By Jon King /

A group of women from Livingston County who dress as nuns and gained notoriety as supporters of former President Donald Trump, are not nuns at all, at least not those recognized by the Roman Catholic Church.

An article Wednesday in the National Catholic Reporter (NCR) says the women, who go by the name of, "The Dominican Sisters of the Immaculate Heart of Mary" are based in Hartland Township, but according to a spokesman for the Diocese of Lansing, "do not have canonical standing within the Church." The paper says that the Leadership Conference of Women Religious and the Council of Major Superiors of Women Religious, the two associations of Catholic women religious in the United States, also confirmed that the Dominican Sisters are not members of either body. In addition, they are also not listed in the Official Catholic Directory, which the NCR says is, "the only authorized directory listing official Catholic institutions and organizations."

The women most recently made headlines when they appeared at a rally held by then-President Trump last October in Waterford Township in which the former President referred to them publicly. The order's website has many pictures of the women, dressed in full habits, at prayer in a chapel and work around a farm. But otherwise it contains very few details about the group, other than to say their "primary to restore and preserve the traditional Dominican conventual life in the United States."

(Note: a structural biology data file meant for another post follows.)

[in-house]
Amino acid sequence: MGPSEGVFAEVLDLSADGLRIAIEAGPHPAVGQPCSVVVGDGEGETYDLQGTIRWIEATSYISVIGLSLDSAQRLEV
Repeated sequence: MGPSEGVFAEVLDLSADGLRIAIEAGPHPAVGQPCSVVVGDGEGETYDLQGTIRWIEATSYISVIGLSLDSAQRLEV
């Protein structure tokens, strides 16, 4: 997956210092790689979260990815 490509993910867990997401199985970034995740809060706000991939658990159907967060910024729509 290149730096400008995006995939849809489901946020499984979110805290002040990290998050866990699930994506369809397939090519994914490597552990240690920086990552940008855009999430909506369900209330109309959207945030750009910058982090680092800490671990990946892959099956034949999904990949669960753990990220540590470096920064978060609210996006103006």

Because no phone number or email address was listed, NCR was unable to obtain a comment. However, the paper did note that in one of the pictures of the chapel, there is a flag, "bearing the arms of the Holy See under sede vacante, used after the death or resignation of the pope, or by traditionalist groups that do not accept the validity of the pope."

The website also contains a donation link. While the group is listed at an address off of M-59 in Hartland Township, it is registered as a foreign nonprofit corporation with a Connecticut address.

NCR also spoke with Mercy Sr. Sharon Euart, executive director of the Resource Center for Religious Institutes, who said that when people present themselves as religious with no recognition by the church, "it's a misrepresentation and can cause scandal on the part of those who believe that they are legitimate and recognized religious in the church."

Photo - AP/Alex Brandon